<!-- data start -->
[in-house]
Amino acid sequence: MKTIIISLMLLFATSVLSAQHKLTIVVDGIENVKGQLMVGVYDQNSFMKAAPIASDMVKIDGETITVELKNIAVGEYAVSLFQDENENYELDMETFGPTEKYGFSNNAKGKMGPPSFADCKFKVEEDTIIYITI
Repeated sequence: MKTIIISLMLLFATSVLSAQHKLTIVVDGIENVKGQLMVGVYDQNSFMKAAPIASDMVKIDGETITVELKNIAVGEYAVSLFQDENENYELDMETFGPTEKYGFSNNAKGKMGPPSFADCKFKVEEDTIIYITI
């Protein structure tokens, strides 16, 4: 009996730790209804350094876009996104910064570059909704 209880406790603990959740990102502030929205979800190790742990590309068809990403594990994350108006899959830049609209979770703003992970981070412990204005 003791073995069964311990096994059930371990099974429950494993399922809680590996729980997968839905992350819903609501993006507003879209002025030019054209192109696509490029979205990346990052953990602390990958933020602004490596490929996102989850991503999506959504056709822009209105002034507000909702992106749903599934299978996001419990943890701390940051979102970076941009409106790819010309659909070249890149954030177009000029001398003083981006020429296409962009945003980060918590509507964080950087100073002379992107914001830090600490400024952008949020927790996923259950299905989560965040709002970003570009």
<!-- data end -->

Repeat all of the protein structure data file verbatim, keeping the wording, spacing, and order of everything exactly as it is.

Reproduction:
[in-house]
Amino acid sequence: MKTIIISLMLLFATSVLSAQHKLTIVVDGIENVKGQLMVGVYDQNSFMKAAPIASDMVKIDGETITVELKNIAVGEYAVSLFQDENENYELDMETFGPTEKYGFSNNAKGKMGPPSFADCKFKVEEDTIIYITI
Repeated sequence: MKTIIISLMLLFATSVLSAQHKLTIVVDGIENVKGQLMVGVYDQNSFMKAAPIASDMVKIDGETITVELKNIAVGEYAVSLFQDENENYELDMETFGPTEKYGFSNNAKGKMGPPSFADCKFKVEEDTIIYITI
């Protein structure tokens, strides 16, 4: 009996730790209804350094876009996104910064570059909704 209880406790603990959740990102502030929205979800190790742990590309068809990403594990994350108006899959830049609209979770703003992970981070412990204005 003791073995069964311990096994059930371990099974429950494993399922809680590996729980997968839905992350819903609501993006507003879209002025030019054209192109696509490029979205990346990052953990602390990958933020602004490596490929996102989850991503999506959504056709822009209105002034507000909702992106749903599934299978996001419990943890701390940051979102970076941009409106790819010309659909070249890149954030177009000029001398003083981006020429296409962009945003980060918590509507964080950087100073002379992107914001830090600490400024952008949020927790996923259950299905989560965040709002970003570009």